Ahead of Science City Lates on 26 February, Participation Assistant Audrey Aidoo-Davies discusses an exciting project she’s been running with curator Alexandra Rose and some young makers of today.
A number of guest authors, from scientists to artists, contribute to our blog, taking you behind the scenes, exploring the incredible objects in our collection, our award-winning exhibitions and the scientific achievements making headlines today.
‘These devices still appear alarming to us today; no wonder ten-year-old Daphne was scared at being told she actually had to lie inside it…’
Research Fellow Farrah Lawrence-Mackey explores the story of a special Iron Lung she came across while carrying out research in the Science Museum Group stores.
Science Museum volunteer Stephen Dalziel takes us back to 1950s England to explore the bizarre story of the Krogers.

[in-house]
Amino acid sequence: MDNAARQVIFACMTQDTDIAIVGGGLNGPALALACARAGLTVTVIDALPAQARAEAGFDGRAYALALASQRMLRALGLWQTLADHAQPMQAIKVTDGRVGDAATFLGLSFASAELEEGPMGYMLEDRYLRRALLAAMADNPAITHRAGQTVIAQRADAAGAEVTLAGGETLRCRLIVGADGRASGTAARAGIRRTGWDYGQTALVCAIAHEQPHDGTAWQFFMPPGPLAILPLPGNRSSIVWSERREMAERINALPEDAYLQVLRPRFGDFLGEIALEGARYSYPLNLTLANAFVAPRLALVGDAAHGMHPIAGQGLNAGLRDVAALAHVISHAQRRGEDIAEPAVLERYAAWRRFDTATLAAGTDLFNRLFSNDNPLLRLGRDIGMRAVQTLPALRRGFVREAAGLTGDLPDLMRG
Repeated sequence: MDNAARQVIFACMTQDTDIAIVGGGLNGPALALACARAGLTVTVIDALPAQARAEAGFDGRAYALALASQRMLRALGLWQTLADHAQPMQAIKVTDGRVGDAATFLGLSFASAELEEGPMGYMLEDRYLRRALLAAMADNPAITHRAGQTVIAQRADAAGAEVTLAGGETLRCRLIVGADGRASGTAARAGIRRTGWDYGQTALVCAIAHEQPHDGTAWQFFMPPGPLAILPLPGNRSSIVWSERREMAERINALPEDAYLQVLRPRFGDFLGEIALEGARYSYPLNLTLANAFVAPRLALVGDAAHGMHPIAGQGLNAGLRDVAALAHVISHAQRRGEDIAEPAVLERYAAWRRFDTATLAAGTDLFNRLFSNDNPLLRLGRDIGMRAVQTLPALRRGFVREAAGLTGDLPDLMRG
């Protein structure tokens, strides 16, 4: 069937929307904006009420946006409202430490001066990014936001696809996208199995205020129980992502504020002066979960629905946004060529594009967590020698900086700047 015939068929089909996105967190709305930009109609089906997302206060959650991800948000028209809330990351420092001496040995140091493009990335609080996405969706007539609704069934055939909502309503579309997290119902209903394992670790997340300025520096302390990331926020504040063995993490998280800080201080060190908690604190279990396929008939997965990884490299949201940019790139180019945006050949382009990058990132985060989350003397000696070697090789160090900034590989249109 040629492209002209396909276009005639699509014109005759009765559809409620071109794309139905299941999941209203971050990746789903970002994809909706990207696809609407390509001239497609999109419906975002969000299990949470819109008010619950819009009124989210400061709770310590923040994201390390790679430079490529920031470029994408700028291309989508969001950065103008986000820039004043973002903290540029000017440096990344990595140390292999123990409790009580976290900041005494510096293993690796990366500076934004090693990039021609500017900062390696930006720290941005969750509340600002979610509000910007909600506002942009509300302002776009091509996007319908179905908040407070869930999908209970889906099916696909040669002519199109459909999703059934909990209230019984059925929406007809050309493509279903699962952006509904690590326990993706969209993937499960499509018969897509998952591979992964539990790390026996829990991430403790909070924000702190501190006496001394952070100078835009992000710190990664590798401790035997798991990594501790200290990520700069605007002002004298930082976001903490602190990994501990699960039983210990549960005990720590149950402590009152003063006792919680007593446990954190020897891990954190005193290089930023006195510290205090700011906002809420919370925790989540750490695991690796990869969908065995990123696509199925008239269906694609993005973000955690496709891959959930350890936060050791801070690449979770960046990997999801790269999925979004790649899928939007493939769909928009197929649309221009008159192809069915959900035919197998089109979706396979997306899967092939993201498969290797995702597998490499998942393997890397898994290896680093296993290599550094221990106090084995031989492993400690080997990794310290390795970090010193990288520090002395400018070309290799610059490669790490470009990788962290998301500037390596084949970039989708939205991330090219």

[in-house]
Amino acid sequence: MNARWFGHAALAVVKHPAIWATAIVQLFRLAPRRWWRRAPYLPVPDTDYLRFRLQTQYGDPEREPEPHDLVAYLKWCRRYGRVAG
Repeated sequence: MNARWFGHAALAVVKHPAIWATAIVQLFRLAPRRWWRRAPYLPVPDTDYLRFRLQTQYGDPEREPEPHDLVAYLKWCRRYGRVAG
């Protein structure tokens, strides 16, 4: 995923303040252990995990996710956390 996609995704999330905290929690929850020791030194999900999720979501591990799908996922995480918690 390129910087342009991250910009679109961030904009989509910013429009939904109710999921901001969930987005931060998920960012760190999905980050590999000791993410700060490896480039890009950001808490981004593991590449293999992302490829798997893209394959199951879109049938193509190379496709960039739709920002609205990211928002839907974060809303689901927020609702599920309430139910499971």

Behind the scenes with the packing team who are busy preparing the collection for its big move.
As a new display featuring a model of a red blood cell showing abnormalities goes on display in Medicine: The Wellcome Galleries, research fellow Shelley Angelie Saggar explores how Thalassemia has been perceived culturally throughout history.
Photographer Kevin Percival discusses his work for Science City 1550– 1800: The Linbury Gallery.
Top Secret volunteer Sheila Mair explores the evolution of scrambler phones used during the Second World War.
Over 400 school pupils packed into the Science Museum IMAX Theatre in London on 16 October for a special Q&A with the UK’s first European Space Agency astronaut, Tim Peake.
On Colour Blind Awareness Day Cleo Hanaway-Oakley, University of Bristol lecturer and Science Museum Research Fellow explores the literary and cultural history of colour vision deficiency.
This week we announced a rather special addition to the Clockmakers’ Museum.
Go behind the scenes with the team unraveling mysteries in the collection.
Dr. Gillian Forrester from Me, Human and Birkbeck, University of London investigates how traits from our 500 million-year-old brain still underpin some of our most important human behaviours, as part of a Live Science residency at the Science Museum.